Westside school board: Salary increase is appropriate
The Westside Community Schools Board of Education takes exception to the Omaha World-Herald’s May 15 editorial criticism of our vote to modestly increase our superintendent’s pay. Curiously, the editorial omits any discussion of our board’s public decision making process on this issue. As reporter Emily Nitcher’s article published on the same day points out, Westside conducted a performance evaluation as part of the contract renewal decision, as it always does.
The reasons for the Westside board’s decision were numerous. They included careful evaluation of our superintendent’s performance, his compensation relative to other area superintendents, the fiscal condition and outlook for the district, and, yes, the uncertainty created by the pandemic that is affecting us all. The process was, in fact, the opposite of “autopilot budgeting.”
Westside Community Schools has thrived under the leadership of Dr. Mike Lucas. He has made remarkable progress in numerous areas that the board has identified as priorities. He has helped create a culture of trust and candor that has benefited our students and staff. Operating costs have been reduced as administrative functions have been streamlined. His leadership team and our staff have shown great skill in navigating the change from classroom to extended campus learning necessitated by the COVID-19 outbreak. The Board of Education unanimously supported this reasonable and fiscally responsible recognition of his accomplishments, and we still do.
Board of Education, Westside Community Schools, Omaha
Restrictions go way too far
Last week Gov. Ricketts “allowed” many businesses to reopen and also eased the restrictions on churches. I am shocked by how arbitrary these decisions are and by how easily we have given up our rights with nary a protest!
I cannot touch a hymnal at church but while searching for the perfect birthday card for my granddaughter at Walmart, I can read 20 cards and put them back before choosing the one I want. People can be packed on a plane, but kids can’t play ball? Restaurants, salons and gyms can open following social distancing guidelines, but bars, casinos and private clubs cannot be trusted.
It all seems completely arbitrary and more of an attempt to legislate morality than promote business, economic repair and religious freedom.
It is time for us to take our country back. People who are over 65 (like me) and people with compromised health conditions should take all necessary precautions, but the young and healthy should take back their lives! The goal has been met. We have flattened the curve. Let us pray these restrictions are not like taxes — once implemented, they will never be removed!
LaVonne S. Lee, Omaha
Sasse speech fell flat
It seems that Sen. Ben Sasse couldn’t even find the time to shave his face for the 2020 graduating class of Fremont High School, although he had time to scribble poorly written jokes that clearly fell short of the intended targets.
Keep your day job, Sen. Sasse, or better yet, let someone else with more respect for the future leaders of our country take your place. You are a disgrace.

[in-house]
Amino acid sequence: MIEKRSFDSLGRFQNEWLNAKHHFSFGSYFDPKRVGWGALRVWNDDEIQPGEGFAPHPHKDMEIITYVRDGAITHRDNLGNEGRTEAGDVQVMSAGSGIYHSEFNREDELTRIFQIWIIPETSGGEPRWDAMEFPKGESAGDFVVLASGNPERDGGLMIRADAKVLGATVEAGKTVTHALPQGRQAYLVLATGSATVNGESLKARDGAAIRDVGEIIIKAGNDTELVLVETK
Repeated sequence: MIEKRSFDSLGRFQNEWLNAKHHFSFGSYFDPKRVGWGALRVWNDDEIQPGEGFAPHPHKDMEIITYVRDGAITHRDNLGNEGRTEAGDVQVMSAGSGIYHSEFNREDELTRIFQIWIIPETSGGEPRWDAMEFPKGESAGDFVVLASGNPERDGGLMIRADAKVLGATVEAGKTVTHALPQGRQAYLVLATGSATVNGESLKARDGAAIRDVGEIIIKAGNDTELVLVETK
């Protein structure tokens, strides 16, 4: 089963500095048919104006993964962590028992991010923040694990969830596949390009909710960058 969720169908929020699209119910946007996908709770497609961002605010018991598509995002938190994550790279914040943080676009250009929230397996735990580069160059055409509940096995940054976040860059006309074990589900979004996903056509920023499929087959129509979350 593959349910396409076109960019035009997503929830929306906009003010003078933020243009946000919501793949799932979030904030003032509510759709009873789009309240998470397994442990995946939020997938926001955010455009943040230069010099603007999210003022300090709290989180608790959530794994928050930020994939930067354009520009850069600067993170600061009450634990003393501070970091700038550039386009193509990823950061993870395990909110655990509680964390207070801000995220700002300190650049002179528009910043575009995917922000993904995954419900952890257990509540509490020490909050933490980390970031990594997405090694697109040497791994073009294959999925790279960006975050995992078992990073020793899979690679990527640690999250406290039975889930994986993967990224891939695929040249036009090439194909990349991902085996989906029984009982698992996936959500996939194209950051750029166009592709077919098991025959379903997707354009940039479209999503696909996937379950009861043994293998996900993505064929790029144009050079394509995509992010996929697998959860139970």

Cynthia Douglas-Ybarra, Omaha
Failing grade for this speech
Sen. Sasse, your speech to Fremont high school graduates was most uninspiring, insulting and negative. Were you trying to engage in sarcasm? Your speech was a miserable fail at humor or sarcasm, a modeling of inept behavior similar to your party’s leader.
Absent of an inspiring message, you delivered slams about becoming psychologists, about forgetting high school and about cleaning up today’s problems left to the students.
May you give thought to the tenor expected in graduation speeches. Your speech to the Fremont graduates was a fail.
Carol Gottsch, Omaha
As the need to implement climate-change policies increases, the current lack of governmental action will lead to the world’s first climate refugees. By our lively discussions in our International Issues class at Marian High School, climate-related topics are priority for younger generations.
Who are these climate refugees? They are the 10,000 citizens of Tuvalu, a small island nation in the South Pacific who are vulnerable to rapidly rising sea levels. Soon, they will have to leave their homes forever. Tuvalu is not alone. Coastal communities around the world will eventually be at risk. The Philippines and Bangladesh, with combined populations of almost 300 million, are equally as threatened. These people rely on the land for their livelihoods and well-being. Where will they go when these resources disappear?
The United States plans to admit only 18,000 refugees this year. Nebraska’s acceptance rate is down by 80%.
What should our country’s refugee resettlement policy be when billions are forced from their homelands? This problem and its associated costs will balloon into a humanitarian crisis where we all suffer if we don’t take steps now to reconsider refugee admittance.
It’s time for the U.S to be a world leader in refugee resettlement policy to prepare for climate refugees.
Scarlett Wedergren, Omaha